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He loved Canada, but died in Iraq fighting for the United States.

Corporal Bernard Gooden, a 22-year-old tank gunner with the U.S. Marines, is the first Canadian to be killed in combat in the war to oust Saddam Hussein.

The 5-foot-4 marine, who immigrated to the Toronto area from Jamaica in 1997, was killed in a gun battle in central Iraq on Friday.

"All I'm hearing now in my head is: 'Your son Brent is dead. Brent is dead.' That's all I hear. 'Brent is dead,' " his mother, Carmen Palmer, said yesterday. "It keeps repeating, repeating itself. 'He's died in combat, Ma'am. He's died in combat.' "

Although there are Canadian soldiers in harm's way in Iraq and on warships in the Persian Gulf, Cpl. Gooden - who had served as a Canadian Forces reservist - had joined the U.S. Marines in June, 2001.

His girlfriend, Elizabeth Knox, who met Cpl. Gooden during her first week at York University in Toronto, said they stayed up countless nights watching war movies in their residence room. But she insists he wasn't a warrior type.

"He loved those movies, but he was so soft," she said. "He didn't go in [to the Marine Corps]wanting to fight."

While based at Camp Lejeune, N.C., Cpl. Gooden drove back to Toronto last summer to take his oath of citizenship. "He just always loved Canadian life," Ms. Knox said.

Cpl. Gooden's mother, who was told on Sunday that her son had died, spoke warmly about how much he loved being a marine. He felt so safe in his tank that he called it his home, she said.

The family plans to hold a memorial service and bury Cpl. Gooden at a banana and coffee plantation in Jamaica, where he played soldier games as a child.

Cpl. Gooden left Jamaica at 16 to live with his father - Bernard Sr. - in Whitby, Ont., and seek a good education. He went to high school in Whitby, studied general arts at Centennial College from 1998 to 2000, when he went to York to study political science. He stayed there just one year.

Mr. Gooden, who has been a maintenance worker at York University for 25 years, said one of his son's professors, Radhakrishnan Persaud, once approached him and asked if the student with his name was his son. "He said he's really good," Mr. Gooden said. "I was really proud of him."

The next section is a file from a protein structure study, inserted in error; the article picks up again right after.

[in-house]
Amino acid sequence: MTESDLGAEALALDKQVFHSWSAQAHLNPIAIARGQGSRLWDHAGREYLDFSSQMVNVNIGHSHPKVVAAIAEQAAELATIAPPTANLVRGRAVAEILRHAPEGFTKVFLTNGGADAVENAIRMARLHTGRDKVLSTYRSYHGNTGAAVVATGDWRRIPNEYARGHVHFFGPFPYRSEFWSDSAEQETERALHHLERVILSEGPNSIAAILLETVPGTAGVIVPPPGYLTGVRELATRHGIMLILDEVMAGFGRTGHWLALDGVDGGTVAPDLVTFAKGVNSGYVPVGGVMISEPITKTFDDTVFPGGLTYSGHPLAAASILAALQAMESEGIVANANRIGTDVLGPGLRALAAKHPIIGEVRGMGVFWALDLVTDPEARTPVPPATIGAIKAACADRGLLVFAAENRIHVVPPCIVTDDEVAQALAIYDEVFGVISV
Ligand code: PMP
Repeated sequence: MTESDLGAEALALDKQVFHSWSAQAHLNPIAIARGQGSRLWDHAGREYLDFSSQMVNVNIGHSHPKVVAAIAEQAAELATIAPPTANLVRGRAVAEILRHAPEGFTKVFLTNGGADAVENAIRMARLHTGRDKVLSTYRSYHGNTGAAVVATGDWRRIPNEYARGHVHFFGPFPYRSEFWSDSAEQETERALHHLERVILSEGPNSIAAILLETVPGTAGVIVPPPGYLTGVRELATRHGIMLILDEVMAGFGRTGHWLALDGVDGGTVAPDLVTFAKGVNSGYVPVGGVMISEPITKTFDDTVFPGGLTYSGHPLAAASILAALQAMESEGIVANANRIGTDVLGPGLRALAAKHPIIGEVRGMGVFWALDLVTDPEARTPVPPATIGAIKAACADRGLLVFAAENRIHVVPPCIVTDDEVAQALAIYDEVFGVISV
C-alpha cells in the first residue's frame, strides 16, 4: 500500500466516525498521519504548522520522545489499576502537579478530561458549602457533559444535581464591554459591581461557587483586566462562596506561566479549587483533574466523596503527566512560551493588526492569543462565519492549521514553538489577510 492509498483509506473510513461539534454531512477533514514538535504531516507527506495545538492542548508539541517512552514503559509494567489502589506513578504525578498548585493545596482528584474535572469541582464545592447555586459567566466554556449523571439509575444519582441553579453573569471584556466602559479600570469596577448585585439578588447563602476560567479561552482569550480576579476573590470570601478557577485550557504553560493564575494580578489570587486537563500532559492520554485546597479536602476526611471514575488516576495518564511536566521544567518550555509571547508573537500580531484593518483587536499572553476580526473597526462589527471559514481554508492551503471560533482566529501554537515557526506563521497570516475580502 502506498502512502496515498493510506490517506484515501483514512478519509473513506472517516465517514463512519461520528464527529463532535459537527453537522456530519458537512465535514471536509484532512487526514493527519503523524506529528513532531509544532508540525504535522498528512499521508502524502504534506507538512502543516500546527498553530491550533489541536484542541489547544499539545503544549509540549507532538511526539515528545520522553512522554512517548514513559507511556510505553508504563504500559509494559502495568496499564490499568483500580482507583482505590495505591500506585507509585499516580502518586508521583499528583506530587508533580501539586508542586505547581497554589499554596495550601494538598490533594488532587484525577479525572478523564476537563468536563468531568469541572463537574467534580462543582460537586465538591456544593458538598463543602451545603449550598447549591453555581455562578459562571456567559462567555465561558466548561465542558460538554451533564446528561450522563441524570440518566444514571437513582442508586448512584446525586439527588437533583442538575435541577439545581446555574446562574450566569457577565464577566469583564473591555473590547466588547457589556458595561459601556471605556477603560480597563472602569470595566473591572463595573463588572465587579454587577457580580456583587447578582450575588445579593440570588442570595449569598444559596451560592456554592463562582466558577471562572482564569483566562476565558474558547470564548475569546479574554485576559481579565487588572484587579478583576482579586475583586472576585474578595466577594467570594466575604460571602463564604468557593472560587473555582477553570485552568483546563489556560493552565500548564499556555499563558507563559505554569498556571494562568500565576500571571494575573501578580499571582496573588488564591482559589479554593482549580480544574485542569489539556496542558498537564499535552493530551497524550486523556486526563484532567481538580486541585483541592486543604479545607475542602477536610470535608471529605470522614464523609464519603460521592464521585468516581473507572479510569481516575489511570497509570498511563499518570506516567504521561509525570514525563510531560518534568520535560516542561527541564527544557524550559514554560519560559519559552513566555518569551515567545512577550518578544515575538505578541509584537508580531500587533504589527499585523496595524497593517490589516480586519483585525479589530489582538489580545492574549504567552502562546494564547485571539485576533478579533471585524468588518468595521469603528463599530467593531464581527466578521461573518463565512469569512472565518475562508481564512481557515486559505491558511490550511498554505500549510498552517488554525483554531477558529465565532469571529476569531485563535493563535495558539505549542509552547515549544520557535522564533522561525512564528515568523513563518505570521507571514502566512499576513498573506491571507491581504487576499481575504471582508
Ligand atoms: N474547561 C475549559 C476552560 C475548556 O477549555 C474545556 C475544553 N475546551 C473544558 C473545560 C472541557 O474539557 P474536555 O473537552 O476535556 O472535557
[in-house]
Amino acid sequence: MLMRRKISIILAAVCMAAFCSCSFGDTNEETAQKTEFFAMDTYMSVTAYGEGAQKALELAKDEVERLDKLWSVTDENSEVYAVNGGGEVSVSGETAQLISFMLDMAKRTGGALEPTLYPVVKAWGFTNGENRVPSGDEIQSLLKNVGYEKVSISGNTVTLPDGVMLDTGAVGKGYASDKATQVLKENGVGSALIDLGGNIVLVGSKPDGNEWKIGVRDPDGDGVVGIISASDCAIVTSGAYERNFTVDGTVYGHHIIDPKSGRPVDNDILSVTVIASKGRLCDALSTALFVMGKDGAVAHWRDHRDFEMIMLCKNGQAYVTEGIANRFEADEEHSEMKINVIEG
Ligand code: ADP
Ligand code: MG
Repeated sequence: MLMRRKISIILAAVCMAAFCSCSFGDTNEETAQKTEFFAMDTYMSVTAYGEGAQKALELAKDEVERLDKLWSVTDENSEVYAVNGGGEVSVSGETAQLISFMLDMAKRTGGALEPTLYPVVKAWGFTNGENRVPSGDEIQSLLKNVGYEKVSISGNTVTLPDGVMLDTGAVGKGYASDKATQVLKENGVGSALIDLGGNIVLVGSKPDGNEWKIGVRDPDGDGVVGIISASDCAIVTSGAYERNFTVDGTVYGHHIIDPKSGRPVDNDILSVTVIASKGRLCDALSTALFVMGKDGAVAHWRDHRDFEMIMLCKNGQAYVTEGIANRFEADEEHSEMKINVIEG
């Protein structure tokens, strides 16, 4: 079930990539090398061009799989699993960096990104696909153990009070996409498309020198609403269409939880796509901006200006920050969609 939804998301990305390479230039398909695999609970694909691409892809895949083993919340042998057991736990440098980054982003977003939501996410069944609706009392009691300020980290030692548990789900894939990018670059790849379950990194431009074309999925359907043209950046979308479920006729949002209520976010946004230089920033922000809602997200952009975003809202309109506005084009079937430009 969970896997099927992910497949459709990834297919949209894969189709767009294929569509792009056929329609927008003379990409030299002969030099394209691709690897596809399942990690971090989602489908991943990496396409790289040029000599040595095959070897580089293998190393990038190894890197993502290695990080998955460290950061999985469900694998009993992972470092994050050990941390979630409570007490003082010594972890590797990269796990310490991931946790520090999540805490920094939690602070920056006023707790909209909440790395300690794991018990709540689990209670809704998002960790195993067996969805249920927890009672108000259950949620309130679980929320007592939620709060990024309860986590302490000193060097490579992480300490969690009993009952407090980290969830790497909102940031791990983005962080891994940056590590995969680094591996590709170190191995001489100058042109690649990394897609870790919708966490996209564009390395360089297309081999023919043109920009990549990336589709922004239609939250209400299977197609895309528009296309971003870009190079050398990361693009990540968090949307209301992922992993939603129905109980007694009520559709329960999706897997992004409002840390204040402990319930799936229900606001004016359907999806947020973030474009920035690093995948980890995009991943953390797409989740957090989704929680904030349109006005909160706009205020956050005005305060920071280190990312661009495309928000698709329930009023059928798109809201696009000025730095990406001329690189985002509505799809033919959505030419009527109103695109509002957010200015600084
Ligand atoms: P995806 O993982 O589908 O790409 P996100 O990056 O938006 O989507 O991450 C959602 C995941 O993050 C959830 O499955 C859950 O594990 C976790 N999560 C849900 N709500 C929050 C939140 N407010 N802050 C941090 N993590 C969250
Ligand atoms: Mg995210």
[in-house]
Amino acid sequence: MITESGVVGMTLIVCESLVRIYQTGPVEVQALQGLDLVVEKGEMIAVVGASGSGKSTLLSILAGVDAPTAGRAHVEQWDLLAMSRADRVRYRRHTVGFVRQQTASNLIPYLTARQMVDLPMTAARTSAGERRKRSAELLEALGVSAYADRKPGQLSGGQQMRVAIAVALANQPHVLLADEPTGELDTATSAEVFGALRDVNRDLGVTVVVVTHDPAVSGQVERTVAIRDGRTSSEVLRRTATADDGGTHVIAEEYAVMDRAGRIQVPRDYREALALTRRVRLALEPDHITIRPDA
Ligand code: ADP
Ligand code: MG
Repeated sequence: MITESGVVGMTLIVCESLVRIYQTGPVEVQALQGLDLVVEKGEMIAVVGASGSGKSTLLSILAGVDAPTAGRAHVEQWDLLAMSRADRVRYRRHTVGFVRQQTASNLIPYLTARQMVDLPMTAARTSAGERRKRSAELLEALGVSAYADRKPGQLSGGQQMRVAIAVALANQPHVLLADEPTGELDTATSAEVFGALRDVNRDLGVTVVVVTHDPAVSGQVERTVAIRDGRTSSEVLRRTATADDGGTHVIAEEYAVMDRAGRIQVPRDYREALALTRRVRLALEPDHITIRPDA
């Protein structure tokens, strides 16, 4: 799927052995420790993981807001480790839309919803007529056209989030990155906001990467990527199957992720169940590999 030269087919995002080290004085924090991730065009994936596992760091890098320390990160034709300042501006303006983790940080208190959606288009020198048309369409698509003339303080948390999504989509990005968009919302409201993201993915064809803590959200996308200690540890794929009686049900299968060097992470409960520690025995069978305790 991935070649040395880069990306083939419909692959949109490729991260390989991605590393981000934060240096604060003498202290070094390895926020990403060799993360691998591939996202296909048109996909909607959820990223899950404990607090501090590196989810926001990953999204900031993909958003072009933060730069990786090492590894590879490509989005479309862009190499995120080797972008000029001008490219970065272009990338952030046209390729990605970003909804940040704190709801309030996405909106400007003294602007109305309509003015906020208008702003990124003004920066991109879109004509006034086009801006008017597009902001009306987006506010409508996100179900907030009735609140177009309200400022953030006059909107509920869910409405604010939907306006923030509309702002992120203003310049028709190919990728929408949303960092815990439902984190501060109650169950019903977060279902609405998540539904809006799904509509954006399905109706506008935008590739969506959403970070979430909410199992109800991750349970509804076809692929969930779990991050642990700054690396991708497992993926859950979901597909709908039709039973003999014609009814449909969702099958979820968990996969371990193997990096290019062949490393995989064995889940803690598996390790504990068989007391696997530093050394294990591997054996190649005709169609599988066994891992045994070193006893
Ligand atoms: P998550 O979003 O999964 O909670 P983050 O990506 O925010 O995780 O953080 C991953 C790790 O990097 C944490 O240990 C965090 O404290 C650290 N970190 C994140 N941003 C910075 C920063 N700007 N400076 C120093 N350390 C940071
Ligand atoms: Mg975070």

Mr. Gooden said his son had a slender build, so he was pleased when Cpl. Gooden decided to join the Canadian Forces. "He put on some weight," he said, proudly. Every second Thursday a bus picked up Cpl. Gooden for the ride to Kingston, where he spent the weekend training.

He showed his father photos of himself building bridges, waterskiing and running in the bush toting his gun. The Canadian Forces paid him a small salary, "but not anything to speak of," Mr. Gooden said. Cpl. Gooden scraped together extra money working at a grocery store.

Mr. Gooden said his son was "always a gentleman," and regularly attended his family's Pentecostal church in Toronto's west end.

While at York, the school was hit by a strike. To pass the time, Cpl. Gooden went to stay in Mount Vernon, N.Y., with his mother. Before long, he told his father he would not be returning to York.

"I said, 'Man, you could just hold on and see what happens with the strike,' " Mr. Gooden recalled. "He said, 'No, I'm not going back to university.' And that was the last time I talked to him."

He said Ms. Palmer changed her phone number. "We fought because he wanted to go to the U.S. It wasn't the last talk I wanted to have with my son."

Mr. Gooden said he did not know his son had joined the marines until his sister told him on Monday that Cpl. Gooden had been killed.

"My head was spinning around," Mr. Gooden said. "I didn't want him to lose his life so young. . . . He is my first son. I gave him my name."

Ms. Palmer said Cpl. Gooden had been excited to go to the Middle East, but once there wrote letters home describing the experience as "horrible." She sent him a package including cheese, crackers and other goodies.

Through tears, she said yesterday that just days before he was killed, she had received a thank-you letter from him.

With reports by Tara Perkins and Associated Press